Living in close proximity to the Alpine arc and being thus fully exposed to a form of music there is no English equivalent for but which is sometimes referred to by its German name schlager, record companies called Koch are liable to evoke a state of slight schizophrenia in this reviewer’s mind. In the German-speaking market, Koch Music (since 2002 owned by Universal Music International) is the home of countless singers who conspire to bring the world the most sappy, schmaltzy, pseudo-folk music ever conceived. Yet when I think of Koch Records, I think of the biggest independent music distributor in the United States and its growing rap music roster.
Not surprisingly, both labels are linked by family ties. Franz Koch established the Austrian company in 1976, his son Michael Koch emigrated to the US in 1987, where we founded the American branch. In 1991 Koch became the first national independent music distributor of domestic labels, revolutionalizing the traditional system of independent regional distributors and nationally operating majors. One of the first rap acts to work with Koch was Afu-Ra (via D&D). Artists who had lost their record deal or labels who had lost their distribution deal followed – Goodie Mob after LaFace, Duck Down after Priority, Onyx after Def Jam, Mobb Deep after Loud, KRS-One and B-Legit after Jive, BG after Cash Money, the Outlawz after Death Row, etc. Whether you just wanted to drop a side project (MOP, Snoop, Kweli, Face) or were looking for long-term distro (Master P with The New No Limit), Koch was there to pick up the pieces whenever an established act or label fell victim to record industry reconfigurations.
These days Koch Records’ rap department does a lot more than offering has-been hip-hoppers a second chance. The company realizes that it is partially identified as a hip-hop label and makes a first attempt to boost its respective profile. The format is the popular mixtape, and the man to bring it to you is DJ Kurupt, originally from Massachusetts and now one of the many participants in the mixtape circuit with three Justo nominations to his credit. Acting as the label’s spokesperson on “Summer Heat – The Mixtape,” Kurupt won’t hesitate to let you know that in his eyes “Koch Records is a muthafuckin’ problem,” if not “the most dangerous independent record label.” But to be honest, the name Koch doesn’t quite instill the public with the same respect the way Ruthless or Death Row once used to. It doesn’t quite inspire the same awe as legendary labels like Def Jam or Rap-A-Lot.
Ironically, its artists will probably have less bad things to say about Koch than your typical victim of label politics because Koch is much less inclined to intervene in daily operations and creative decisions. The downside of which is that Koch often merely acts as a technical mediator who makes sure the product is present in the market. Rappers don’t represent Koch, they represent their crew or sub-label. Also, Koch doesn’t solely target the urban market and as such is not identifiable as a black music representative and isn’t helmed by a charismatic figure of Russell Simmons or Suge Knight stature.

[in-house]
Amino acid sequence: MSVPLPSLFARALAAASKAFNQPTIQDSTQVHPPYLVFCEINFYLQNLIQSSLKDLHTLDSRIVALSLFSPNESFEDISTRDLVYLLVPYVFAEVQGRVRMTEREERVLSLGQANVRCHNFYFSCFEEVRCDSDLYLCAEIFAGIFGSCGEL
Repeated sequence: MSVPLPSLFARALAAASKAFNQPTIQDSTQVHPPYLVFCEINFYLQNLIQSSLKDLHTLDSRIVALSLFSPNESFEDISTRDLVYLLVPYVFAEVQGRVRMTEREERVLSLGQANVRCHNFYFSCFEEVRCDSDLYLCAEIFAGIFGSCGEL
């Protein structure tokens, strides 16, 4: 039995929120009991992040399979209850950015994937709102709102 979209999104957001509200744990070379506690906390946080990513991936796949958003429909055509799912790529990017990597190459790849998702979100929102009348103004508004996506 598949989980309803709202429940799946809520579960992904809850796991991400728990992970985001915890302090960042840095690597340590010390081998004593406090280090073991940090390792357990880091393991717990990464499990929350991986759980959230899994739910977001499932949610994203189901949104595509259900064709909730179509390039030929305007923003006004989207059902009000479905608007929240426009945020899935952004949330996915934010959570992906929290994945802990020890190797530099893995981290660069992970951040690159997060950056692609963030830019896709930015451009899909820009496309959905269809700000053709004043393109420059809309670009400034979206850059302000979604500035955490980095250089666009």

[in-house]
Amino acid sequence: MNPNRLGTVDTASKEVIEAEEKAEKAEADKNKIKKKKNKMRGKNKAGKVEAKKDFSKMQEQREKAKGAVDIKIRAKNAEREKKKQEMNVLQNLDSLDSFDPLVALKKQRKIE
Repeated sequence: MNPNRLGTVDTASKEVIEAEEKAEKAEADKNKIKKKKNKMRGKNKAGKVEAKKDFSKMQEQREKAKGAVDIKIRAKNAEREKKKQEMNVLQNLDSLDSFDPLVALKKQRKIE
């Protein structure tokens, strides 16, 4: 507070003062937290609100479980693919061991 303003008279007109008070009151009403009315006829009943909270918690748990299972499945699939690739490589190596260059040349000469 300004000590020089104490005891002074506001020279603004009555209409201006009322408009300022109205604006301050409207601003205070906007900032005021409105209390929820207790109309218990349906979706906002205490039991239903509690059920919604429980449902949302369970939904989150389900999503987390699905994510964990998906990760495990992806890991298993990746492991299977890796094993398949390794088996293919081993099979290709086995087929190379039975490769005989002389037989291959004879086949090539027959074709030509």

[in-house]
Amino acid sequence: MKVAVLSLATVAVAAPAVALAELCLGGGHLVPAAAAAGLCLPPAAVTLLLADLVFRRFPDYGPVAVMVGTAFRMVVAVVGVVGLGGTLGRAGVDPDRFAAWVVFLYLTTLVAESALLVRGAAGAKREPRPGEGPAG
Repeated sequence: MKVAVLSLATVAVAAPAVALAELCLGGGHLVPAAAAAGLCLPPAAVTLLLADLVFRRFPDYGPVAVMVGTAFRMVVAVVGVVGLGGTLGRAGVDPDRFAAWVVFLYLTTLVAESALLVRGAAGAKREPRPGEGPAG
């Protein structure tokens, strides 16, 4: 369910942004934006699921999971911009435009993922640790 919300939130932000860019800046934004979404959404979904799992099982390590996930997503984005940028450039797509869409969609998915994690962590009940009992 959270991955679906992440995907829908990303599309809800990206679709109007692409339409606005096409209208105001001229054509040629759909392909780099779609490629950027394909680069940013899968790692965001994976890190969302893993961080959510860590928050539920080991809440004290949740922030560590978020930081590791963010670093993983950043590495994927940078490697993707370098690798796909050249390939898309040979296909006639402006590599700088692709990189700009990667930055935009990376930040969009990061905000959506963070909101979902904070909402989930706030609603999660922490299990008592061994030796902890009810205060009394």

That’s why Koch Records still has a long way to go if it ever wants to join the league of labels whose releases get copped on the strength of name recognition. People don’t buy DipSet CD’s because they’re on Koch, they buy them because DipSet continue to hustle their asses off, thus creating the perfect partnership for Koch’s business model. With various releases (currently: JR Writer’s “History in the Making”), the colorful click is well represented on “Summer Heat.” Another organization that found a home at Koch is D-Block, who are slated to release some CD/DVD/mixtape combination. Then there’s Tha Dogg Pound with “Cali Iz Active” and wouldn’t you know, the Def Squad is poised to make a return thanks to Koch. (Though they might want to check if ‘Erick Sherman’ is spelled correctly first.)
KRS-One continues to be on Koch (“The Lost Album” being announced), and of course we’re all eagerly awaiting his full-length collaboration with Marley Marl, which is previewed here with “On Top of My Game.” Other appetizers of note include “Dirty New York” by Cormega, Lake and Fat Joe and Big Rich’s E-A Ski-produced “That’s the Business.” As if that wasn’t enough, Koch also has its ears pinned to the streets in local markets, as evidenced by DJ Kurupt playing DJ Unk’s “Walk it Out” and letting you know that “it’s one of the hottest records in the ATL right now. You don’t know? Guess what, now you know.”
Overall, however, “Summer Heat” is highly unspectacular, an unmixed, overly hyped 80 minute parade of tracks, the majority of which makes me suspect that never before in history has rap music been so aggressive, violent and negative. We’ve kind of run out of people to blame, but at the end of the day Koch will have to realize that rap music is more than just a lucrative business, and that the deeper you get involved in it, the higher the responsiblity. We’ll consider the distribution of M-1’s “Confidential” as a first step towards accepting some of that responsibility.